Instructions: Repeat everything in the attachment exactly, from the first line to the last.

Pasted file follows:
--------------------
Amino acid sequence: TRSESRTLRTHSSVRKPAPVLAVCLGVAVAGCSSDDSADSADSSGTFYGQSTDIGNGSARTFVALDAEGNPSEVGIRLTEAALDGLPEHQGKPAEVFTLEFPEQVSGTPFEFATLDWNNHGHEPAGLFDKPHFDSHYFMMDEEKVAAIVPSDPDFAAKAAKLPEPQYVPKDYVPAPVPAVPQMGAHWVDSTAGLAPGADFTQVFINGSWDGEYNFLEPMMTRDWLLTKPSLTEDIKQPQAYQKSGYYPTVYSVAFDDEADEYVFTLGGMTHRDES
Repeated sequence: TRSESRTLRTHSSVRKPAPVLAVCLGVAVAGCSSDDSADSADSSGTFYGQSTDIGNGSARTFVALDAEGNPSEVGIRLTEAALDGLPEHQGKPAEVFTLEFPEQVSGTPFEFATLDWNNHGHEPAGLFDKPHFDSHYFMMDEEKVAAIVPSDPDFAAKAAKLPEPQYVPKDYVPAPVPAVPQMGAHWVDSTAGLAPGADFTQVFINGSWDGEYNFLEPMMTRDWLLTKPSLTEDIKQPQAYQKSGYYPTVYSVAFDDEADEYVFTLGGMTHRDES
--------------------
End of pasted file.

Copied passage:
Amino acid sequence: TRSESRTLRTHSSVRKPAPVLAVCLGVAVAGCSSDDSADSADSSGTFYGQSTDIGNGSARTFVALDAEGNPSEVGIRLTEAALDGLPEHQGKPAEVFTLEFPEQVSGTPFEFATLDWNNHGHEPAGLFDKPHFDSHYFMMDEEKVAAIVPSDPDFAAKAAKLPEPQYVPKDYVPAPVPAVPQMGAHWVDSTAGLAPGADFTQVFINGSWDGEYNFLEPMMTRDWLLTKPSLTEDIKQPQAYQKSGYYPTVYSVAFDDEADEYVFTLGGMTHRDES
Repeated sequence: TRSESRTLRTHSSVRKPAPVLAVCLGVAVAGCSSDDSADSADSSGTFYGQSTDIGNGSARTFVALDAEGNPSEVGIRLTEAALDGLPEHQGKPAEVFTLEFPEQVSGTPFEFATLDWNNHGHEPAGLFDKPHFDSHYFMMDEEKVAAIVPSDPDFAAKAAKLPEPQYVPKDYVPAPVPAVPQMGAHWVDSTAGLAPGADFTQVFINGSWDGEYNFLEPMMTRDWLLTKPSLTEDIKQPQAYQKSGYYPTVYSVAFDDEADEYVFTLGGMTHRDES